Knowing vs. Thinking

Often, after someone hears of anarchocapitalism, all sorts of objections on practical grounds are raised. How would the roads be built? How would private defense function? Wouldn’t warlords just take over?

The ironic feature of all these questions is that they are purely speculative. Meanwhile, more fundamental knowledge is on the side of the anarchist libertarian, who points out, e.g. in response to the second question, that not only is there nothing logically incoherent about private defense (you could just defend yourself or hire others, after all), but practically speaking, we have reason to expect private defense to be much more efficient.

Ex ante, two individuals that engage in a voluntary transaction both gain from the trade. Otherwise, they would not have engaged in the trade. So we know that private defense would satisfy the desires of consumers far more effectively than government, an institution completely separated from the satisfaction of preferences.

I find this analogous to the knowing vs. thinking (or believing) distinction. The more fundamental knowledge i.e. knowing, is what we can deduce from human action about voluntary transactions, e.g. that a private defense agency must satisfy the preferences of consumers or it would go out of business, and a more efficient competitor would take its place. The less fundamental knowledge, thinking, is the speculative objection, e.g. that an incentive exists known as the “free rider” incentive and such an incentive could possibly lead to worse defense service production on a free market (for a quick rebuttal, note that the free rider incentive is one of many competing incentives involved in human action. Another, for example, is the desire for social acceptance, and those who paid for a private defense agency could socially reject free riders). Of course, this distinction can be applied to a number of examples.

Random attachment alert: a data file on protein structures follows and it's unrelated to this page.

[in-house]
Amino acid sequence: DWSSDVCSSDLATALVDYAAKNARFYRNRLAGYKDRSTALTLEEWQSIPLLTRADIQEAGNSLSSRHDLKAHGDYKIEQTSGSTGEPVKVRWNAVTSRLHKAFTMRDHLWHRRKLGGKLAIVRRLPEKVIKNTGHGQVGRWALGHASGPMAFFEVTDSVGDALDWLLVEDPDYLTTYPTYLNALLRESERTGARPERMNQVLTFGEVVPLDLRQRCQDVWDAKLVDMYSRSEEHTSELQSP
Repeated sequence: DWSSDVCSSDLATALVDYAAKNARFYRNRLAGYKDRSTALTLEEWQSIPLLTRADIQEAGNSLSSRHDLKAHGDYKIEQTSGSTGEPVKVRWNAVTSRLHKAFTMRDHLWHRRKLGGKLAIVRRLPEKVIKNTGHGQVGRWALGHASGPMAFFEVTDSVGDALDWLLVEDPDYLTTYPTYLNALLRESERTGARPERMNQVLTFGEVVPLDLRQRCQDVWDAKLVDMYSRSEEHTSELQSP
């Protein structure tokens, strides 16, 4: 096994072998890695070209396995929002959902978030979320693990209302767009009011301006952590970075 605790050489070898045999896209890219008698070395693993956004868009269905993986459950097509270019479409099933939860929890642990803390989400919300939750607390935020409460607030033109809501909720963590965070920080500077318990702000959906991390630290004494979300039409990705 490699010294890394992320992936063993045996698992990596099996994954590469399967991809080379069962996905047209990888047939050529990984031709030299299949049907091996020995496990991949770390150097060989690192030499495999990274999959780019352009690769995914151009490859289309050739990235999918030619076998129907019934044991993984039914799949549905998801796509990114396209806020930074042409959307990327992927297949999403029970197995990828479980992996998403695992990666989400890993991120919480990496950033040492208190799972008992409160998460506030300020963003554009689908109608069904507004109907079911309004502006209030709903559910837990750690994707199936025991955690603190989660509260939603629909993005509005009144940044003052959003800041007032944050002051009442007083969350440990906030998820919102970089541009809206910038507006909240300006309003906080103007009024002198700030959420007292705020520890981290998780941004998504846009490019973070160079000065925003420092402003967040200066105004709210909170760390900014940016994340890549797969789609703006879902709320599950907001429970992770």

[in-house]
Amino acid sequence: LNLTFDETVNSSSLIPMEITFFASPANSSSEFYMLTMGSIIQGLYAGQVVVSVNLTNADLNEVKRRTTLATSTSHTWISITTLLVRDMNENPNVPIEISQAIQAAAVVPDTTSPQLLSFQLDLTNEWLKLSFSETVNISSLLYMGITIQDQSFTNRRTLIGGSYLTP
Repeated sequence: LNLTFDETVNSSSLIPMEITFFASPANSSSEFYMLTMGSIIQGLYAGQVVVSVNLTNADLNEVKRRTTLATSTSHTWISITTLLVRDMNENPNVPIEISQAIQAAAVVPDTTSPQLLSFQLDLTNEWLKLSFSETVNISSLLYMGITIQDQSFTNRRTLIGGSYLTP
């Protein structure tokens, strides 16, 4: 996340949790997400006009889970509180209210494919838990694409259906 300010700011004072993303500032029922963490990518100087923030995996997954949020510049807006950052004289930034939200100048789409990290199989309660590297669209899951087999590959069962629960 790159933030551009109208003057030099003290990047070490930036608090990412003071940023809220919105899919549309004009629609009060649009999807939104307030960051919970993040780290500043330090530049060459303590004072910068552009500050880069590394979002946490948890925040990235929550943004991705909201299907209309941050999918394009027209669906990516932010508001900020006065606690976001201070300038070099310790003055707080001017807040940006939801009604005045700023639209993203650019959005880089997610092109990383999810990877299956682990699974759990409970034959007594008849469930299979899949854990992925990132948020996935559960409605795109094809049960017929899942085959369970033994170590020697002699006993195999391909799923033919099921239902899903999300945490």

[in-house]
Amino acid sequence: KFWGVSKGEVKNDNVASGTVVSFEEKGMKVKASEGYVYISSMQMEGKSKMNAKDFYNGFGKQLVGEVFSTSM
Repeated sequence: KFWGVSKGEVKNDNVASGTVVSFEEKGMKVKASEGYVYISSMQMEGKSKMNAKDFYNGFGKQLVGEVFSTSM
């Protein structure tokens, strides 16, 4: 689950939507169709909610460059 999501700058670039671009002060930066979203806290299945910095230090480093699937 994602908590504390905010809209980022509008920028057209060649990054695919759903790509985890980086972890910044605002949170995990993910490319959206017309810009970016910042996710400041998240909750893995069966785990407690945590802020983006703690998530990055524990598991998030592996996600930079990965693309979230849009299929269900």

This is why so many libertarians who read Mises and Rothbard (especially the latter) on economics have no problem imagining a stateless society. If the state can’t manufacture and sell shoes as well as the market, why should we expect it to do better anywhere else? Praxeology, after all, makes no distinction between the content of means or ends, but only discusses the fact that man does have means and ends (and so a consistent application of the praxeological analysis to economics should lead one to taking the libertarian position on every issue when it comes to economic efficiency).